The Brazilian Forest Code, and Ruralistas, and Reforms! Oh my!

Buckle up Folks : This is a long post, but definitely worth a read.

Remember how yesterday we promised we tell you more about the Brazilian Forest Code and why there were proposals to change it? Well here it is….

Brazil’s Forest Code   aka : Código Florestal

Brazil’s Forest Code (Código Florestal) was first drafted in 1934 and amended into its more recent form in 1965; it is a very large and complicated piece of legistlation which very simply is : a range of rules relating to forests and land use. It tells farmers what they can and can’t do with their land, what they need to preserve forever, and what they need to keep covered by forests/trees but can be used in a ‘sustainable’ way. The objective is to protect the forests, but at the same time, allow for agricultural production.

The Code became even more useful in 1988, when the new Brazilian Constitution gave force to federal and state environmental agencies, by allowing them to regulate and enforce these laws more effectively. This brings us to 2010, where the Forest Code is considered to be one of the world’s most progressive forest policies. Can we credit it with protecting the rainforest, and the massive drop in Brazilian deforestation rates from a ten-year high of 2.7 million hectares in 2004, to 0.70 million hectares by 2009? Well not exactly – there are a whole range of factors like commodity prices reducing the incentives to deforest and developing  improved methods of  forest monitoring. But the bottom line is, without the Forest Code, deforestation would be going on, consequence free!

Why change a good thing?

However, for several years, there has been a push to change the Code, because many have said that in order to increase crop production more land is needed, and therefore more trees will have to be cut down. The bloc of Brazilian legislatures, more commonly known as the Ruralistas, argue that if they cannot produce more crops to meet the demand, they will not be able to compete with other countries globally AND feed their own people.

Environmentalists, meanwhile, argue that by cutting these forests down, you are not only destroying the environment, but when these trees are cut, this releases large amounts of carbon dioxide into the air which then causes extreme climate patterns and has other very harmful effects on the environment. One study conducted at the University of Sao Paulo says the current Code, still permits landowners to cut down another 104 million hectares  (enough land to double crop production) and yet still expand the country’s large cattle pastures by 20%.  Others argue that agricultural intensification would allow for significant increases in food production without chopping a single tree down. These estimates and figures, while they cannot be proven to the last decimal point, should be recognized for what they are: potential solutions which allow Brazil to increase its production while at the same time ensuring more land is not unnecessarily deforested.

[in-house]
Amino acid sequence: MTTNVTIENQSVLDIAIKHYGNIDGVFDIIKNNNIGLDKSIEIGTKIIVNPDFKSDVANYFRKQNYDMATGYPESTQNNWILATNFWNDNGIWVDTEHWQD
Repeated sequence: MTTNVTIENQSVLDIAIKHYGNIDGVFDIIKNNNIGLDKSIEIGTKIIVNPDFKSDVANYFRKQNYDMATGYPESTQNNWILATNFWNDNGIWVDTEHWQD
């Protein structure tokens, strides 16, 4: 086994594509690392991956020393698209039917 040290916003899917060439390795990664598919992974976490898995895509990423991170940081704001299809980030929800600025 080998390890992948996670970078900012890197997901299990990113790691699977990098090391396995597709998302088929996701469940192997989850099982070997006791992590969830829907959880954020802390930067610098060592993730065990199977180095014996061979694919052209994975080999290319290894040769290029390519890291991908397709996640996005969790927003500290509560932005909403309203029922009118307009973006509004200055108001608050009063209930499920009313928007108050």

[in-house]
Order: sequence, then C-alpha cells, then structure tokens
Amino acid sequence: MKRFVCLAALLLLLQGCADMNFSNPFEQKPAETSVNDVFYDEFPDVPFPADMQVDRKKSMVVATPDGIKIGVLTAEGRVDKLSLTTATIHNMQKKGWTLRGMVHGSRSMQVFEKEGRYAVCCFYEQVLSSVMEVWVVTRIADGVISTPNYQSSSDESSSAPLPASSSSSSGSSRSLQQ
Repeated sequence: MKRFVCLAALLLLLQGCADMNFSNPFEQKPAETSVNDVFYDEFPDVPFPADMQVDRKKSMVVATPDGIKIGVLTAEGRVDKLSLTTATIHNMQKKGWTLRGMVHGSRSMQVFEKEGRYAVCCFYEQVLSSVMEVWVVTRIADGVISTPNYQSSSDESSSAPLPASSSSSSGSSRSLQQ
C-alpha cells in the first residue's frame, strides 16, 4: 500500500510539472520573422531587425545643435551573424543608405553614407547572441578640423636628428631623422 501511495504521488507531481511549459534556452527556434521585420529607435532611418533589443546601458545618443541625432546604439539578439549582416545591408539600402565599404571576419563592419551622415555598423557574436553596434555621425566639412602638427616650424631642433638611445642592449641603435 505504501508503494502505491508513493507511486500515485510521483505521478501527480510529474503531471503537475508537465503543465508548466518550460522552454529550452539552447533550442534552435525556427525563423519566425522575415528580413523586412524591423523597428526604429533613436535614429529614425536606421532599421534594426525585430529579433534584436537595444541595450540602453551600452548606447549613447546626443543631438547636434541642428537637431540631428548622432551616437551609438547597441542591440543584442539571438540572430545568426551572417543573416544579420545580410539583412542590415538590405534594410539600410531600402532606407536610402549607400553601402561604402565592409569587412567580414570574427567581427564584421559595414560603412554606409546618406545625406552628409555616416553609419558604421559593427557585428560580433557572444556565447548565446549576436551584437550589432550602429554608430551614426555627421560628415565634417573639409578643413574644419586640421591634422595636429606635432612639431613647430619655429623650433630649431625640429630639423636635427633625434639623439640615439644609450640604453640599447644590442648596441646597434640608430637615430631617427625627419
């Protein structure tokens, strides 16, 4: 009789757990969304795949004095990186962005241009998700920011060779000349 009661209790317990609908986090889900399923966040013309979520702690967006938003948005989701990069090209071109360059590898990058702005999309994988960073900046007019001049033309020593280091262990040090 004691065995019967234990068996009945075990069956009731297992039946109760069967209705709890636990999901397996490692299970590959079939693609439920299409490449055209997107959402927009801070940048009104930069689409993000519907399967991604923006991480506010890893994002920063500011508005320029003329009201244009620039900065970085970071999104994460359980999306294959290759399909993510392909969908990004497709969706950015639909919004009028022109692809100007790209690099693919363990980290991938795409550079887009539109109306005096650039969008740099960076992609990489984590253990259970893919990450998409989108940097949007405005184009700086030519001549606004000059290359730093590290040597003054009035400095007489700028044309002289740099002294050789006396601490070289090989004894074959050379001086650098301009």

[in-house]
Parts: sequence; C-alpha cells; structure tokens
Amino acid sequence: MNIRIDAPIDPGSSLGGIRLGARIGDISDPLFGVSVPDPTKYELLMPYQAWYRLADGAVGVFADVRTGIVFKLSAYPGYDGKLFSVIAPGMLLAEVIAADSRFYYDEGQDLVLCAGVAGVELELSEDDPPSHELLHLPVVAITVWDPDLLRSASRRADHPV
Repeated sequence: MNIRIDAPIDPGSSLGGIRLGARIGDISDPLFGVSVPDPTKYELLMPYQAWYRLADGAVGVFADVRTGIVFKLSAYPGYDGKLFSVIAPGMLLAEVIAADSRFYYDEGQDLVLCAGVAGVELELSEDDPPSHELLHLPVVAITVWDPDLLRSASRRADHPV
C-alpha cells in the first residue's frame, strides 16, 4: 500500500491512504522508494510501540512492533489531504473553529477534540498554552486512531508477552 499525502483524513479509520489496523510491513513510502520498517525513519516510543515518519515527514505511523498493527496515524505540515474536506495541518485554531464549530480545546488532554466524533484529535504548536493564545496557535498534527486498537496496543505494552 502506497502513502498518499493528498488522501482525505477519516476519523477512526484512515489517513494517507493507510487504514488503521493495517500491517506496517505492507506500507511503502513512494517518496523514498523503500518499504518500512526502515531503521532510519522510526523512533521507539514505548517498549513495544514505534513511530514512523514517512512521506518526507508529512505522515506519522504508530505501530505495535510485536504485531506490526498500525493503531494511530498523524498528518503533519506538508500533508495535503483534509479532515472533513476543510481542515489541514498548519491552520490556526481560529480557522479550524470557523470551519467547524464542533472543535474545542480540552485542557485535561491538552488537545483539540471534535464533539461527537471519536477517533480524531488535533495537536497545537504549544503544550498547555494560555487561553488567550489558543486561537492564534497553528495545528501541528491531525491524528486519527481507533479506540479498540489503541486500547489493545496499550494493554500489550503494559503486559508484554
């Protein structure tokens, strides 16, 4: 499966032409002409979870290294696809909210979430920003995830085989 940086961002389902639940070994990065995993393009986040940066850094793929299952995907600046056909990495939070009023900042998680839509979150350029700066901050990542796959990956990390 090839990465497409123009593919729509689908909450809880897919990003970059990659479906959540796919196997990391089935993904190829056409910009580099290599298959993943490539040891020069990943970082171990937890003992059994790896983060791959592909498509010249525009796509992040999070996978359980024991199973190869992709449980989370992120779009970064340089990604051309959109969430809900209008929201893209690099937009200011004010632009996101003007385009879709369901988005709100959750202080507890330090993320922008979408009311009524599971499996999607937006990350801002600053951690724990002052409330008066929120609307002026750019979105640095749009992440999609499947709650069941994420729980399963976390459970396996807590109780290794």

So the debate around this reform is not so much a question of right versus wrong, because farming and forests are equally important to Brazil. Instead we need to look at how to balance these two interests. However, environmentalists argue that the Code already did this, and that this new “relaxation” of rules is tilting the balance all the way to the side of the farmers; and if this reform passes, it will then allow for shocking levels of deforestation and environmental harm to take place.

Let’s take a look at a few of these 11 changes and their effects:

  • The new amendment will pardon individuals guilty of illegal logging on 40+ million hectares of savannah and forested areas in the Amazon region which happened prior to 1996.  This would effectively pardon 14.6 billion tons of illegally emitted carbon dioxide – all of which should arguably be punished.
  • There are a lot of areas of forest in Brazil which are in “legal reserves”, which means they cannot be touched. However, in this amendment, this requirement is not as strong. This means around 70 million hectares of land would no longer be protected.  (This is about the size of Texas!) Consider that up until 2010, a total of 73 million hectares have been lost in Brazilian forests!
  • As a result of this forest loss, about 30 billion tons of carbon dioxide could be released into the atmosphere. (This is 15 times the amount of carbon dioxide China emits in 1 year!)

“Now what?” you might be asking. I know all of this information about the Forest Code, but what do I do with it? Well for starters, you are definitely going to want to  stay tuned. With the Brazilian elections happening THIS WEEKEND, whoever wins will definitely have a say as to whether these dramatic reforms to Brazil’s Forest Code will pass!

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